Lessons from a Sheep, Part 4, Finding the Still Waters

sheep 3

During difficult times of life, the image of Jesus as our Shepherd can bring immense comfort and peace. In fact, I have a print of Katherine Brown’s painting “Jesus and the Lamb” hanging in our home and the image of the Shepherd with His arms wrapped around the lamb has carried me through many dark hours.

Unfortunately, many artists’ renditions of Jesus as our Shepherd can hinder our understanding of Psalm 23. More specifically, our understanding of the second part of verse 2, He leads me beside the still waters, has been skewed. Here’s what I mean. If you do an internet search for Jesus/Shepherd/Art, you’ll find an astounding number of paintings that depict incredible beauty. Lush green pastures, blue streams of water, gorgeous mountains and breathtaking skies. Seriously, much of the artwork looks like vacation destinations that I’d love to visit. I don’t mean to criticize the art because every piece evokes a sense of peace and I’m sure that is the artists’ intent. But to gain a fuller understanding of Psalm 23:2, we need to move away from art and consider the psalm from the perspective of a shepherd and his sheep.

Let’s look at following our Shepherd “beside the still waters” as we consider these realities of shepherding found in A Shepherd Looks at Psalm 23 by Phillip Keller:

Sheep are incapable of finding good water on their own. If left alone, sheep will drink whatever water they stumble upon, even if it is stagnant, filthy and unfit to drink. Mark 6:34 says that Jesus had compassion on the people because “they were like sheep without a shepherd.” Jesus was their only hope. He is our only hope. Only He is capable of meeting our needs.

Only the shepherd knows where the good water can be found. That is why he leads his flock. He doesn’t send them out to find water on their own. Instead, the shepherd leads them. Sometimes he walks ahead of his flock and sometimes he walks among the sheep, but always he leads them. And that means the sheep have a responsibility too. They must follow the shepherd if they want to find clean, refreshing water.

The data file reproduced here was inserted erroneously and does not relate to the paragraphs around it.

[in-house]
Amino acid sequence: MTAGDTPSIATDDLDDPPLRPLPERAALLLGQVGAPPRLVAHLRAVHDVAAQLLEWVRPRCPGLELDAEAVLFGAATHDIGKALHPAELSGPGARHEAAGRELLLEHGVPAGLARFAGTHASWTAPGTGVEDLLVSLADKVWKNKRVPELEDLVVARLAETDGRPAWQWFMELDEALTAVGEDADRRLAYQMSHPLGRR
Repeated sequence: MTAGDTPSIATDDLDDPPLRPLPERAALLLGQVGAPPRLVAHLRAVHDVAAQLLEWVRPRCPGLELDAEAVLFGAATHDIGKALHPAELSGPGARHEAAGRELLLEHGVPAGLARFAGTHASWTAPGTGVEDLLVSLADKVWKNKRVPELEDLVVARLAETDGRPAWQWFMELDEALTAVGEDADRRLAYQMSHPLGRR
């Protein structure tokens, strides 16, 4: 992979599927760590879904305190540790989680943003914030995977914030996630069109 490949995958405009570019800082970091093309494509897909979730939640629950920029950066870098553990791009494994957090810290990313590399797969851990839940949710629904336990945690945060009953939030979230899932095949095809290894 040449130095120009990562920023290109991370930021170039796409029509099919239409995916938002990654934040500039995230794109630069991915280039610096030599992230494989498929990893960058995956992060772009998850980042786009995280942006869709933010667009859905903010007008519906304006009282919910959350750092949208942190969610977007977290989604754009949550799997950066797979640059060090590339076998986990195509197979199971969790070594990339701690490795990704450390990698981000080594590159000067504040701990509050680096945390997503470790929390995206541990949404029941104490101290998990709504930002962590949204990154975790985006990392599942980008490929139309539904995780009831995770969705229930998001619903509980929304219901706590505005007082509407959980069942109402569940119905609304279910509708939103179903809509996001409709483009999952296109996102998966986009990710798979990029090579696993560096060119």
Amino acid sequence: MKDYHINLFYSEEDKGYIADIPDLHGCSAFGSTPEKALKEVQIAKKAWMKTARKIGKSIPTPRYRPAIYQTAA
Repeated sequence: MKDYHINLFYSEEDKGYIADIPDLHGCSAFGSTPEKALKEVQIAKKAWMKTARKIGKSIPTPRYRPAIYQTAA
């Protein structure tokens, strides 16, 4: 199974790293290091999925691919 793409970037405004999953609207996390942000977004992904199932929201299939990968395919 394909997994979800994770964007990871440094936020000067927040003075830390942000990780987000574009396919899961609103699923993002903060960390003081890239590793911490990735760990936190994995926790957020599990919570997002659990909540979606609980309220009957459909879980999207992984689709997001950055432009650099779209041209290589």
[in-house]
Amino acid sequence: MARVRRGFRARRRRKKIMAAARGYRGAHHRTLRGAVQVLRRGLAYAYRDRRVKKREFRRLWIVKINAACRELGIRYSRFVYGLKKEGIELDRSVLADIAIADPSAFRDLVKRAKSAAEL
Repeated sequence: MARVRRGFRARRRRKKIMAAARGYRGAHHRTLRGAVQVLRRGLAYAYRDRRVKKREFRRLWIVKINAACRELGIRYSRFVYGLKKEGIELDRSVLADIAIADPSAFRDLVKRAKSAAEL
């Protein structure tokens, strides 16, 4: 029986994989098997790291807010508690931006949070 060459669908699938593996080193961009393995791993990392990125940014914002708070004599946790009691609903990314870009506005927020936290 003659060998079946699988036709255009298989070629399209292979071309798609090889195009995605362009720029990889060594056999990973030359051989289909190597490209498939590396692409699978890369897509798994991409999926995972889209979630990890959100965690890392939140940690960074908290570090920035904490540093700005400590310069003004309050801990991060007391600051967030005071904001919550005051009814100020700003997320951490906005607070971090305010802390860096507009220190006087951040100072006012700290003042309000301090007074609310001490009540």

Sometimes getting to the best water is a difficult journey. The water may be off the beaten path. Perhaps it’s at the base of a steep mountainside. Or, as Keller describes, the best water may be in a cavern. When shepherds find pure water sources inside caverns, they lay ramps from ground level down to the water below. Then they lead their sheep down the rickety ramps and the sheep follow! The sheep walk out of the sunlight and into the dim cavern because they obediently follow their shepherd. They trust their shepherd to give them the very best he can provide.

What a perfect description of what it’s like to follow our Shepherd during times of grief. We may be emotionally battered and bruised but we follow our Shepherd because we are committed to following Him, regardless of where He leads. We know our Shepherd. He calls us by name and we recognize His voice (John 10:3). And so we follow. Moment by moment. Step by step. At times it feels as though the ground we’re walking on is nothing more than a rickety ramp. But we continue to put one foot in front of the other, wondering where in the world we’re going.

At no time is the need to stay close to the Shepherd felt more intensely than in times of darkness. There were many days and nights during my grief journey when darkness seemed to be closing in. While I trusted that my Shepherd was nearby, I could not see Him. I could not feel Him. I simply trusted that He was there. Eventually, the ground beneath my feet began to feel firm again. Eventually, we arrived at the still waters where our souls were refreshed and our thirst was quenched. But I must admit, it was a long journey.

Our Shepherd faithfully leads us beside the still waters. But it’s up to us to follow—even if it means leaving the sunlight behind for a while.

Leave a Reply

Your email address will not be published. Required fields are marked *